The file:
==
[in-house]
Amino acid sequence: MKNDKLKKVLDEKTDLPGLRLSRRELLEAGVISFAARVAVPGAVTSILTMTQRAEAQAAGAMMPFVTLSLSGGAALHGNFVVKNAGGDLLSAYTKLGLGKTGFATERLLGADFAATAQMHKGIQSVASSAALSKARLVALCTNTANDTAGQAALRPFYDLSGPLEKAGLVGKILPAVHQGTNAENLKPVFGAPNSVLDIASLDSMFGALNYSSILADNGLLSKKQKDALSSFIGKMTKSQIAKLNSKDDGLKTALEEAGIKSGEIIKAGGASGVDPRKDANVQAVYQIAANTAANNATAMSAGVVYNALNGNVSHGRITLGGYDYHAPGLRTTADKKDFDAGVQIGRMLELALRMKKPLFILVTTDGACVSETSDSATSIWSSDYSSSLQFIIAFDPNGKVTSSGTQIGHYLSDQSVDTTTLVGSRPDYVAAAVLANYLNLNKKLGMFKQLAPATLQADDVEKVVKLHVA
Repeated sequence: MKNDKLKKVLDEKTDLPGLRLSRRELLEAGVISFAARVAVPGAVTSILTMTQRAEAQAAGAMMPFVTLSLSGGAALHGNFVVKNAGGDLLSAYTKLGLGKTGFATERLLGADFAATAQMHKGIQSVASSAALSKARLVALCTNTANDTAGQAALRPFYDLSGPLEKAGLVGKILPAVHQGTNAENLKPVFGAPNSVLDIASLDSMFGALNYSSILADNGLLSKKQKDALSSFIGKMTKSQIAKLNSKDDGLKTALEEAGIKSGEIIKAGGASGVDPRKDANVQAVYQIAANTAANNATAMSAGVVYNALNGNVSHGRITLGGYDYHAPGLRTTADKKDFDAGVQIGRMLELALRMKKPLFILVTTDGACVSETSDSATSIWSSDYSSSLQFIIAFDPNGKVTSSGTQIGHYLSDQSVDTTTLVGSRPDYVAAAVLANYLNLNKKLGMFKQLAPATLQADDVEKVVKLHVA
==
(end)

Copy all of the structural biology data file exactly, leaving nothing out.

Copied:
[in-house]
Amino acid sequence: MKNDKLKKVLDEKTDLPGLRLSRRELLEAGVISFAARVAVPGAVTSILTMTQRAEAQAAGAMMPFVTLSLSGGAALHGNFVVKNAGGDLLSAYTKLGLGKTGFATERLLGADFAATAQMHKGIQSVASSAALSKARLVALCTNTANDTAGQAALRPFYDLSGPLEKAGLVGKILPAVHQGTNAENLKPVFGAPNSVLDIASLDSMFGALNYSSILADNGLLSKKQKDALSSFIGKMTKSQIAKLNSKDDGLKTALEEAGIKSGEIIKAGGASGVDPRKDANVQAVYQIAANTAANNATAMSAGVVYNALNGNVSHGRITLGGYDYHAPGLRTTADKKDFDAGVQIGRMLELALRMKKPLFILVTTDGACVSETSDSATSIWSSDYSSSLQFIIAFDPNGKVTSSGTQIGHYLSDQSVDTTTLVGSRPDYVAAAVLANYLNLNKKLGMFKQLAPATLQADDVEKVVKLHVA
Repeated sequence: MKNDKLKKVLDEKTDLPGLRLSRRELLEAGVISFAARVAVPGAVTSILTMTQRAEAQAAGAMMPFVTLSLSGGAALHGNFVVKNAGGDLLSAYTKLGLGKTGFATERLLGADFAATAQMHKGIQSVASSAALSKARLVALCTNTANDTAGQAALRPFYDLSGPLEKAGLVGKILPAVHQGTNAENLKPVFGAPNSVLDIASLDSMFGALNYSSILADNGLLSKKQKDALSSFIGKMTKSQIAKLNSKDDGLKTALEEAGIKSGEIIKAGGASGVDPRKDANVQAVYQIAANTAANNATAMSAGVVYNALNGNVSHGRITLGGYDYHAPGLRTTADKKDFDAGVQIGRMLELALRMKKPLFILVTTDGACVSETSDSATSIWSSDYSSSLQFIIAFDPNGKVTSSGTQIGHYLSDQSVDTTTLVGSRPDYVAAAVLANYLNLNKKLGMFKQLAPATLQADDVEKVVKLHVA